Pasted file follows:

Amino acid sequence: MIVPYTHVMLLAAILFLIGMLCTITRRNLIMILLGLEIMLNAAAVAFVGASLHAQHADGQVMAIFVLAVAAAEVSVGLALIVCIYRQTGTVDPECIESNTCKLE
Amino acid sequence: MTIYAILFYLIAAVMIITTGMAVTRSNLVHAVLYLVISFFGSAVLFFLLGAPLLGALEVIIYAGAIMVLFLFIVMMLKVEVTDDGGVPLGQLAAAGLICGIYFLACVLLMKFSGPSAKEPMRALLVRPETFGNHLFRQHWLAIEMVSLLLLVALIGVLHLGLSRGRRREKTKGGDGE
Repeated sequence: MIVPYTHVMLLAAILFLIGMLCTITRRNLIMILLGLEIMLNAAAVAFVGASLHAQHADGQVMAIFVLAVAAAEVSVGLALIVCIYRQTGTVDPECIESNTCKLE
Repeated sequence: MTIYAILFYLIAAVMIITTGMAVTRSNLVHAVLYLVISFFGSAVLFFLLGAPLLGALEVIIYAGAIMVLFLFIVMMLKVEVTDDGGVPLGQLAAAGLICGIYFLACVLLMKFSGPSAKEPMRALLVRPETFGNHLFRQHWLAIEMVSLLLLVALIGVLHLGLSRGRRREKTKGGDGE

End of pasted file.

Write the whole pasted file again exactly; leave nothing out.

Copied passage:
Amino acid sequence: MIVPYTHVMLLAAILFLIGMLCTITRRNLIMILLGLEIMLNAAAVAFVGASLHAQHADGQVMAIFVLAVAAAEVSVGLALIVCIYRQTGTVDPECIESNTCKLE
Amino acid sequence: MTIYAILFYLIAAVMIITTGMAVTRSNLVHAVLYLVISFFGSAVLFFLLGAPLLGALEVIIYAGAIMVLFLFIVMMLKVEVTDDGGVPLGQLAAAGLICGIYFLACVLLMKFSGPSAKEPMRALLVRPETFGNHLFRQHWLAIEMVSLLLLVALIGVLHLGLSRGRRREKTKGGDGE
Repeated sequence: MIVPYTHVMLLAAILFLIGMLCTITRRNLIMILLGLEIMLNAAAVAFVGASLHAQHADGQVMAIFVLAVAAAEVSVGLALIVCIYRQTGTVDPECIESNTCKLE
Repeated sequence: MTIYAILFYLIAAVMIITTGMAVTRSNLVHAVLYLVISFFGSAVLFFLLGAPLLGALEVIIYAGAIMVLFLFIVMMLKVEVTDDGGVPLGQLAAAGLICGIYFLACVLLMKFSGPSAKEPMRALLVRPETFGNHLFRQHWLAIEMVSLLLLVALIGVLHLGLSRGRRREKTKGGDGE